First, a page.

This website uses cookies

This websites contains videos from YouTube. This company uses cookies (third party cookies). If you do not want them to use these cookies, you can indicate so here. However, this does mean that you will not be able to watch videos on this website. We also make use of our own cookies in order to improve our website. We don't share our data with other parties. Which cookies are involved?

This website uses cookies to enable video and to improve the user experience. If you do not want to accept these cookies, indicate so here. Which cookies are involved?

Ga direct naar de inhoud, het hoofdmenu, het servicemenu of het zoekveld.

Back to overview

Karin de Visser group

KarinDeVisser.jpg

Karin de Visser

Group Leader

Personal details

Experience

Throughout my career, I have focused on the intriguing and paradoxical role of the immune system in cancer and metastasis formation. I obtained my Ph.D. in 2002 at the Division of Immunology at the Netherlands Cancer Institute in Amsterdamin the lab of Prof. Dr. Ada Kruisbeek, where I studied the impact of T cell tolerance on tumor-immunotherapy. In 2002, I was awarded a post-doctoral fellowship from the Dutch Cancer Society to pursue my postdoctoral training in the lab of Prof. Dr. Lisa Coussens in the Cancer Research Institute at the University of California, San Francisco. There I developed an active interest in the interplay between adaptive and innate immune system during cancer development. We published one of the first mechanistic reports regarding the pro-tumor functions of B lymphocytes in a mouse model of epithelial carcinogenesis. In 2005 I joined the laboratory of Dr. Jos Jonkers at the Division of Molecular Biology at the Netherlands Cancer Institute, where I expanded my research direction into the field of inflammation and mammary tumorigenesis, using conditional mouse models. Currently I run my own independent research group in the Division of Immunology at the NKI focusing on the role of the innate and adaptive immune system in breast cancer development, metastasis formation and therapy response.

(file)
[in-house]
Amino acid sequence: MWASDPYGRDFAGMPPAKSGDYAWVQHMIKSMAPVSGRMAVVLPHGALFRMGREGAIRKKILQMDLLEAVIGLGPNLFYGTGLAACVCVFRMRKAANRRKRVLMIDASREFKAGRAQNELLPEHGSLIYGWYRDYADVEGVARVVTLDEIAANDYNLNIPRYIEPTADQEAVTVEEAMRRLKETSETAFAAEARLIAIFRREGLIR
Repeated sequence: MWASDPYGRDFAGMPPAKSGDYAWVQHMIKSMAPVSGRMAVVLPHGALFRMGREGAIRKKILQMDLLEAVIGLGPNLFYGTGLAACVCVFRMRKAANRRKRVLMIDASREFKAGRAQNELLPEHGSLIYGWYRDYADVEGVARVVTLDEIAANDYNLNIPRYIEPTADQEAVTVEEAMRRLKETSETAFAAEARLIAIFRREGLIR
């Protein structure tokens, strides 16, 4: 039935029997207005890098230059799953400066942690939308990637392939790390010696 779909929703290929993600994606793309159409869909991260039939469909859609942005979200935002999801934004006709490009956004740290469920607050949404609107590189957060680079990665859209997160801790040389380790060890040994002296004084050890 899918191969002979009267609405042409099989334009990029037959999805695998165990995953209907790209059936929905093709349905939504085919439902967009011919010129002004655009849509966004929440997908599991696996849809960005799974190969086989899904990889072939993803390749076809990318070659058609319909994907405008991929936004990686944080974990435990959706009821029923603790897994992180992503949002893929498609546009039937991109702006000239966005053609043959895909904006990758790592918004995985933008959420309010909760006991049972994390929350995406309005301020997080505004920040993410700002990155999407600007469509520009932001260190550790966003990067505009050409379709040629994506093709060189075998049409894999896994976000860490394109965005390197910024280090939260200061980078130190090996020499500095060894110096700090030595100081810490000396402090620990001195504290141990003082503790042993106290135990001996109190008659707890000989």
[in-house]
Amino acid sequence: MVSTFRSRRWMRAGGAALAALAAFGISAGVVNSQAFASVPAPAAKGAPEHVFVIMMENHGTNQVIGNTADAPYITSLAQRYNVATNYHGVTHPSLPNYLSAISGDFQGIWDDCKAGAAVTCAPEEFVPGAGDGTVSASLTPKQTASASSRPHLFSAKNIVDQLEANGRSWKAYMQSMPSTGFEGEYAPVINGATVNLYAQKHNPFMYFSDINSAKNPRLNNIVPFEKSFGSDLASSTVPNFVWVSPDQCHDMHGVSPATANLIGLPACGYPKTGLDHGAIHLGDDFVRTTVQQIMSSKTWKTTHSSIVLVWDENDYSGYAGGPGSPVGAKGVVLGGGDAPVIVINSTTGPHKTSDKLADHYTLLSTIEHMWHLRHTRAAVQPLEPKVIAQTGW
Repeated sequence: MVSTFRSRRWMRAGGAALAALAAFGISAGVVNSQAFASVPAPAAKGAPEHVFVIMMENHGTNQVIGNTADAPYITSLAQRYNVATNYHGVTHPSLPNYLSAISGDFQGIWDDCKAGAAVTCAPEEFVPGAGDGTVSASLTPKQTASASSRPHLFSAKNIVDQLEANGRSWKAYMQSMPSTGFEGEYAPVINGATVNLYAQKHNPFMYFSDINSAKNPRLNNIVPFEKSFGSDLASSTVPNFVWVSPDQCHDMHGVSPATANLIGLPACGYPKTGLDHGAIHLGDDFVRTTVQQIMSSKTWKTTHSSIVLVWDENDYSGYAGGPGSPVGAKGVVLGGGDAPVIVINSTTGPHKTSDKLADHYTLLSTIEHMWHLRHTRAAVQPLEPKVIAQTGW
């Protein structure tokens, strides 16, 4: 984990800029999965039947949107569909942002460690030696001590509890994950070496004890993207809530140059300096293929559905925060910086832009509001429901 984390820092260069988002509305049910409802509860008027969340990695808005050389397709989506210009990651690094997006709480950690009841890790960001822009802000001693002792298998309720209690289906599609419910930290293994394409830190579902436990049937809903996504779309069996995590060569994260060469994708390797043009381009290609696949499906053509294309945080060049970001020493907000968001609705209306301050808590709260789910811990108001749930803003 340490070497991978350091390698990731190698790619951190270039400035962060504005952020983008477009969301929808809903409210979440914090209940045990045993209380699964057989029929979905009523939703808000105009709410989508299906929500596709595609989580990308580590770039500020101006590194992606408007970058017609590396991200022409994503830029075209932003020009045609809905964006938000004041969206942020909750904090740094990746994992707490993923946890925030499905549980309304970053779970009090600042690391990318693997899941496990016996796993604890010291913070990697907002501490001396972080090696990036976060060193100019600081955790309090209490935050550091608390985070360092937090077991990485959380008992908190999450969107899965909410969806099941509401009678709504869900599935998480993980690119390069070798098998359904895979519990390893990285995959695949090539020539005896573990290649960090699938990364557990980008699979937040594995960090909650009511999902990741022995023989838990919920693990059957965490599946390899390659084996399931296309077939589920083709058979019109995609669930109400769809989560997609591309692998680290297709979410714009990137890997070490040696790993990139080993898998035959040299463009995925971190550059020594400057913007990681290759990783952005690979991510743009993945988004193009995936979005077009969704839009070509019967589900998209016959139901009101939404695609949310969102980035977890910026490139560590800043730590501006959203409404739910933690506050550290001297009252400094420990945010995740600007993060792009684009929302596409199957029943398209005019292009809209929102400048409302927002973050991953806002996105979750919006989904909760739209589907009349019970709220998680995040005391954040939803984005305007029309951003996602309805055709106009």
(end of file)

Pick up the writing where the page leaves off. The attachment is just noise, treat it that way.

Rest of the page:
Share this page